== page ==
Citizens of the United States do not always find it necessary to vote in elections. The voter turnout has once went as low as 51.7% for the presidential election. In my opinion it is a citizens duty to go to elections. It should give people a since of pride that they have the right and freedom to elect the leader of this country. If you do not your party or candidate could have a higher chance of losing. It would make me feel better knowing I did my part to possibly vote in the next president. If you do not, your candidate also has a bigger chance of losing and then you would be disappointed that you did not go vote for this reason.
An article titled Is it Rational to Vote reviews five problems as to why people do not vote and gives some equations as examples. They explain that people usually vote to express their preferred candidate, increase their chances of winning or because they feel like they should. It is said that most people will only vote if their rewards are greater than their cots. In my opinion there are not any huge costs to voting so I think the reward is much higher and that would be possibly having a hand in electing the next president or other offices.
When coming up with theories as to why it is rational to vote some reasons they used are that people do not always explain why they are at the polls but will tell you what they do when they arrive, the voting cost is so small that no one factors it in, while other theories and equations explain why people should go to the polls and that it is definitely worth everyones time. The C-Term Solution explains that even though most voters do not mind the cost, when the cost goes up the voters are less likely to participate statistically.
Once most people are presented with the probability of their vote being a decision maker, which is very low, they are less likely to vote. They think that their vote is not the most important and realize that they are less likely to change outcomes of the election (Brunk). Number wise one out of millions does seem very small, however it can always make some sort of an impact. There is also a paradox of voting that comes into play when economic rationality is applied to politics (1999). They presented the theory of the paradox of voting to three different experimental groups who’s turnout rate was 70% (Barry). The control group’s was 67% combined, so this presentation helped persuade people to participate in voting (Barry).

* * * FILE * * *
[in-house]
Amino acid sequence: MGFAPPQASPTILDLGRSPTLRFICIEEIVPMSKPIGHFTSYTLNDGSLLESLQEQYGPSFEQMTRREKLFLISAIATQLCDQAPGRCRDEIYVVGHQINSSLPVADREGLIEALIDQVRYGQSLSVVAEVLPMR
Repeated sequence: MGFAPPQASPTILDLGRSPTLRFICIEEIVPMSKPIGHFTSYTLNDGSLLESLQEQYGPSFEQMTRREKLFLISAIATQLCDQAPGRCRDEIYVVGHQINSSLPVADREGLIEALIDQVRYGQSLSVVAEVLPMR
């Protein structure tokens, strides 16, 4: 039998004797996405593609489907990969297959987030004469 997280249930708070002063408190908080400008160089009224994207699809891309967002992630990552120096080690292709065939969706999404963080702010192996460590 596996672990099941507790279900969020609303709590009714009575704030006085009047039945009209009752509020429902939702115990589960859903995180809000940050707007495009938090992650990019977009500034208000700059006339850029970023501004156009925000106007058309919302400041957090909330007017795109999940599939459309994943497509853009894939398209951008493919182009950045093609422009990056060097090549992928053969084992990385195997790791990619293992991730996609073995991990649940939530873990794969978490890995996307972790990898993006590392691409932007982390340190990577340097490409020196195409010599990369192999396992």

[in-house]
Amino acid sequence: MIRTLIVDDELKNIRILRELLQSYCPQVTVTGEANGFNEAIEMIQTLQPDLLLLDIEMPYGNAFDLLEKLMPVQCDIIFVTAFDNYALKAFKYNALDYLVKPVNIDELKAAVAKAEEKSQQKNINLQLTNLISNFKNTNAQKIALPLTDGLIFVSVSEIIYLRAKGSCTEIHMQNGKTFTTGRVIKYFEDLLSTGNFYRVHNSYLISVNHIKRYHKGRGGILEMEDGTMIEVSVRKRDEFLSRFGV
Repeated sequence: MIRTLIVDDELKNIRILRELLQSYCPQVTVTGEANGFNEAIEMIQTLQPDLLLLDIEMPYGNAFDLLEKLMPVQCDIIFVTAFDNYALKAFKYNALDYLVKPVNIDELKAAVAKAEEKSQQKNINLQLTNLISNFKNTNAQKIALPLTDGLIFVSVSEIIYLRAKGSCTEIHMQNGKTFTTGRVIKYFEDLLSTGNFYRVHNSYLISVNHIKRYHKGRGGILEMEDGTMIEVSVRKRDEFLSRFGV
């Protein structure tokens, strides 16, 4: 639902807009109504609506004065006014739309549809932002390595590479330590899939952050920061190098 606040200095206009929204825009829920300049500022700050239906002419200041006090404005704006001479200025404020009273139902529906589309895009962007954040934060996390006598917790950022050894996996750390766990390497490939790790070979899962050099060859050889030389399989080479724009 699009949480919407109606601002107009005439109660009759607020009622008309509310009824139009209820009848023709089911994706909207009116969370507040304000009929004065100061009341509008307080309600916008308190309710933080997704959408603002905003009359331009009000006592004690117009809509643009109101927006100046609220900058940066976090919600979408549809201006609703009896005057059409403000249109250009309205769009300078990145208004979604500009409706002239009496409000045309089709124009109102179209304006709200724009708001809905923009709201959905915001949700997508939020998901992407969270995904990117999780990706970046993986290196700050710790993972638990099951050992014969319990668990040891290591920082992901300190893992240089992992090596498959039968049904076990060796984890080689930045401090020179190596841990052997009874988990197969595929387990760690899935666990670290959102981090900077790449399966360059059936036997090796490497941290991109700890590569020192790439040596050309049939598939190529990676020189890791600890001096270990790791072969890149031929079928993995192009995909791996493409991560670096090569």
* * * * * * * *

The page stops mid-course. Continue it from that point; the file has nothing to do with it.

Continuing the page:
There was another study on why people decide to or not to vote. Pressure and cynism were the smallest factors when making this decision. Most of the people in this survey think that citizens should go vote and exercise their right (Pammett). However, this study was done in Canada but they definitely feel like they should be taking their part as well. Once again, some of them did agree that the costs negatively affected them in this situation. It all came down to if the people felt they were obligated to vote and most did fell this way.
In conclusion, I think that these studies over rational voting were very interesting and helpful. Most people did feel that voting is a duty or an obligation and I completely agree. Not every country has a tight in selecting their leader. I would also want a hand in helping vote for our future president as well as picking the best possible candidate that will benefit us for the future for my family and I. So, we should vote. We should take advantage of this freedom and privilege. Elections happen all the time whether it be for the United States or happening in your high school as you elect the new student body president. It is important to do your part and vote for who you think would do the best job. I know it would make me feel that much better knowing I participated and helped with what I can do as a citizen. So, Americans should vote.
- Dowding, Keith. (2005) ‘Is it rational to vote? Five types of answer and a suggestion.’ The British Journal of Politics and International Relations 7, no. 3: 442-459.
- Blais, André, and Robert Young. (1999) ‘Why do people vote? An experiment in rationality.’ Public Choice 99, no. 1-2: 39-55.